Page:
The Manton looks like a respectable hotel. Dusty Rhodes looks like a selfless young man working as a bellhop. And the woman in 1004 looks like an angel. But sometimes looks can kill, as Jim Thompson demonstrates in this vision of the crime novel as gothic.
About the Author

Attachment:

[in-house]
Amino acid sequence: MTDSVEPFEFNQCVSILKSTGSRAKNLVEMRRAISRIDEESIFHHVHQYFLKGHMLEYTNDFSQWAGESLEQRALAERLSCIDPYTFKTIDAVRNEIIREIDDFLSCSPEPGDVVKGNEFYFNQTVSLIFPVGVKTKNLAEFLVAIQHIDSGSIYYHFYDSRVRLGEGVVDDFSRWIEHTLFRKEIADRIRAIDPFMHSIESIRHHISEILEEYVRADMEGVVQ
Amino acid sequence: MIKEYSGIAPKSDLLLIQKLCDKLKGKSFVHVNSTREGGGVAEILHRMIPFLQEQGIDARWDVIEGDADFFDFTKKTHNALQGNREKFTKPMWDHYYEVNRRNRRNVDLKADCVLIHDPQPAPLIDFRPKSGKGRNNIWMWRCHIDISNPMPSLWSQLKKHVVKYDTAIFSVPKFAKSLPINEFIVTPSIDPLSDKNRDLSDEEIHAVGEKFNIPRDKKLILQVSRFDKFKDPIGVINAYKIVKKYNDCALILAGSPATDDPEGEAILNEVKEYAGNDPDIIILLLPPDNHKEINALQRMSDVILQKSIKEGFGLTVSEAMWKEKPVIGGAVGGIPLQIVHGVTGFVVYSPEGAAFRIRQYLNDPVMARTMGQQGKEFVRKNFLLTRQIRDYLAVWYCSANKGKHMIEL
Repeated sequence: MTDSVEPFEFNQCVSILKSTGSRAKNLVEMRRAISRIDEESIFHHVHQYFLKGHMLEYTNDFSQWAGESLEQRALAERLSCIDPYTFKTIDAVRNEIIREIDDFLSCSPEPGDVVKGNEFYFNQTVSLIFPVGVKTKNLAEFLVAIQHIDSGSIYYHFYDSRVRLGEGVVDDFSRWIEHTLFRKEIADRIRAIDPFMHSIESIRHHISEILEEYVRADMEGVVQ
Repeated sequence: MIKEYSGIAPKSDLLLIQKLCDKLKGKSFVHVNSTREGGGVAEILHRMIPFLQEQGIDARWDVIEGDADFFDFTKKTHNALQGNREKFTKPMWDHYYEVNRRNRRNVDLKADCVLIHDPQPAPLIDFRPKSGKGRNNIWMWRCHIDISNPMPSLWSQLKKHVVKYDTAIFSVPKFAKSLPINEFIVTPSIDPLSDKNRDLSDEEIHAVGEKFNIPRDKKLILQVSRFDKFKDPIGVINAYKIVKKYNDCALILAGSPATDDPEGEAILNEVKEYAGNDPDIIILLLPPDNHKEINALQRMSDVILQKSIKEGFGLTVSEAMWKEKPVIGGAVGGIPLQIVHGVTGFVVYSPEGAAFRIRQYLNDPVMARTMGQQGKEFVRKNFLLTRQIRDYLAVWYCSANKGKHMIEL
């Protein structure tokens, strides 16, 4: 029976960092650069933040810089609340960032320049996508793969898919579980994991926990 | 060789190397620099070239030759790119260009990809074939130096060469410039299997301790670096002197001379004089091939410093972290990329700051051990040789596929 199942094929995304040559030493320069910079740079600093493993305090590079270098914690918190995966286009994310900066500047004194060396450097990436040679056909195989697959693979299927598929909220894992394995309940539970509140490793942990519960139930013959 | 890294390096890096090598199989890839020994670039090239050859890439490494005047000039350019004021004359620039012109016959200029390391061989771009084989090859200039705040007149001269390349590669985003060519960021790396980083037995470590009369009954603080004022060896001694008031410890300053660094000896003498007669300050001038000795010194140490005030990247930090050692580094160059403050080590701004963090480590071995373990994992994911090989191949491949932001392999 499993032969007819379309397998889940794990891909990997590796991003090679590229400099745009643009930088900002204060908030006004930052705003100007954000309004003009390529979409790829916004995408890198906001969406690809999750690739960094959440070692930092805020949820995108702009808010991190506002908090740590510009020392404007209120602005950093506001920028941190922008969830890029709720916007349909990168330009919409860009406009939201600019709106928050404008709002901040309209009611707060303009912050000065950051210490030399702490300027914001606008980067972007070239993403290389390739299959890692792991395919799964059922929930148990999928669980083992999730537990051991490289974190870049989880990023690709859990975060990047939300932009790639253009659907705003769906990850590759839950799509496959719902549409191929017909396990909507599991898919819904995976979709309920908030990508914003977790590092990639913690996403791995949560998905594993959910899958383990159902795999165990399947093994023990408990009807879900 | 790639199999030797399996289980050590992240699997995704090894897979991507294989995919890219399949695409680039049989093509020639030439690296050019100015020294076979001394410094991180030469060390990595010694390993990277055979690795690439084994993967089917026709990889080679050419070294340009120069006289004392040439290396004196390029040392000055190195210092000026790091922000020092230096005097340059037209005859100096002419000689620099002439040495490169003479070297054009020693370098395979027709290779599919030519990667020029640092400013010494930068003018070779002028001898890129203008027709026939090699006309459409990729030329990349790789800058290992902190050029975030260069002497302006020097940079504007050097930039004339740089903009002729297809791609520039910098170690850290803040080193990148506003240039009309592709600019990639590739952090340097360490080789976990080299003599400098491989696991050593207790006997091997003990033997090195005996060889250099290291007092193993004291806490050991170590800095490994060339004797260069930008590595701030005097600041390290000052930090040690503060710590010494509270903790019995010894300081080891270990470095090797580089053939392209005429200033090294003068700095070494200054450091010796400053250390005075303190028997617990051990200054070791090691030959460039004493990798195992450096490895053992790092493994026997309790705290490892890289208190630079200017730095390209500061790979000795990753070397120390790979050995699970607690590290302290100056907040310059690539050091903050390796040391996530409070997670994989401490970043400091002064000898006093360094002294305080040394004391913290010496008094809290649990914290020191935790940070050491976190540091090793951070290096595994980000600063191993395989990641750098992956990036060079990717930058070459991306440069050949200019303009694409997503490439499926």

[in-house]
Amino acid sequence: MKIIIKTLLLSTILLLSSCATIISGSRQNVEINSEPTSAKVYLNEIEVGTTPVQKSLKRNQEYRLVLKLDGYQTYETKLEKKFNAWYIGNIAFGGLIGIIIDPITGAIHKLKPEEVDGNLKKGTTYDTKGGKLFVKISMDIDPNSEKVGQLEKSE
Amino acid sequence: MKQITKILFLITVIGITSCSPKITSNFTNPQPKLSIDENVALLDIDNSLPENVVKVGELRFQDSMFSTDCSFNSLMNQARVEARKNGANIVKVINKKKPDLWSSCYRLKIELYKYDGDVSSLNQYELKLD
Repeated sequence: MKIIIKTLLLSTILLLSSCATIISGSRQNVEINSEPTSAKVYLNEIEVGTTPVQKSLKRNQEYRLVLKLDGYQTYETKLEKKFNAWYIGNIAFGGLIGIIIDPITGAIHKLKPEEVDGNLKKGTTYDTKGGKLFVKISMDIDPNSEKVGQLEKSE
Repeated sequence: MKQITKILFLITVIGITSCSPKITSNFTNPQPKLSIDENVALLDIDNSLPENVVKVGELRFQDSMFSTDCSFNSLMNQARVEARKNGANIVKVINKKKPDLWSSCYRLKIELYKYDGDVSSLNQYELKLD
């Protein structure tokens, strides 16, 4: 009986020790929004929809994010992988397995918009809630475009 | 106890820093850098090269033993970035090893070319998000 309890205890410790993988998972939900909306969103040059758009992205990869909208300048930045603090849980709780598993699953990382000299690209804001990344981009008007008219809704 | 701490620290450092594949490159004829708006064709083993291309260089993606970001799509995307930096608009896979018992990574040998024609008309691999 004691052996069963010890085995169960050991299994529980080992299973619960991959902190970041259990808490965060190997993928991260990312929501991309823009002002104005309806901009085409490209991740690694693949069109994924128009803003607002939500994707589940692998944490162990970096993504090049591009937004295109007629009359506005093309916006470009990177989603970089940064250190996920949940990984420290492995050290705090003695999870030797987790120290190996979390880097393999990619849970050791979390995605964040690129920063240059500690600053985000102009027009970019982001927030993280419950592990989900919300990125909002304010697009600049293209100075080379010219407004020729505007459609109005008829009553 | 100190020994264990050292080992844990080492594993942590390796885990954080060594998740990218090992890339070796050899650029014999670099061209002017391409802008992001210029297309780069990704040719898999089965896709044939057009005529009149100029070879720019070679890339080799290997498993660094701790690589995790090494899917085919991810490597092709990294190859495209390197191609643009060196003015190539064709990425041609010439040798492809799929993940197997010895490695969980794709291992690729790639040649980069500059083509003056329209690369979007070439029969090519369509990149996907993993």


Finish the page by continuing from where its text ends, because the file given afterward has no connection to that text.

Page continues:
(1906 - 1977) James Meyers Thompson was born in Anadarko, Oklahoma. He began writing fiction at a very young age, selling his first story to "True Detective" when he was only fourteen. Thompson eventually wrote twenty-nine novels, all but three of which were published as paperback originals. Thompson also wrote two screenplays (for the Stanley Kubrick films "The Killing" and "Paths of Glory"). An outstanding crime writer, the world of his fiction is rife with violence and corruption. In examining the underbelly of human experience and American society in particular, Thompson's work at its best is both philosophical and experimental. Several of his novels have been filmed by American and French directors, resulting in classic noir including The Killer Inside Me (1952), After Dark My Sweet (1955), and The Grifters (1963).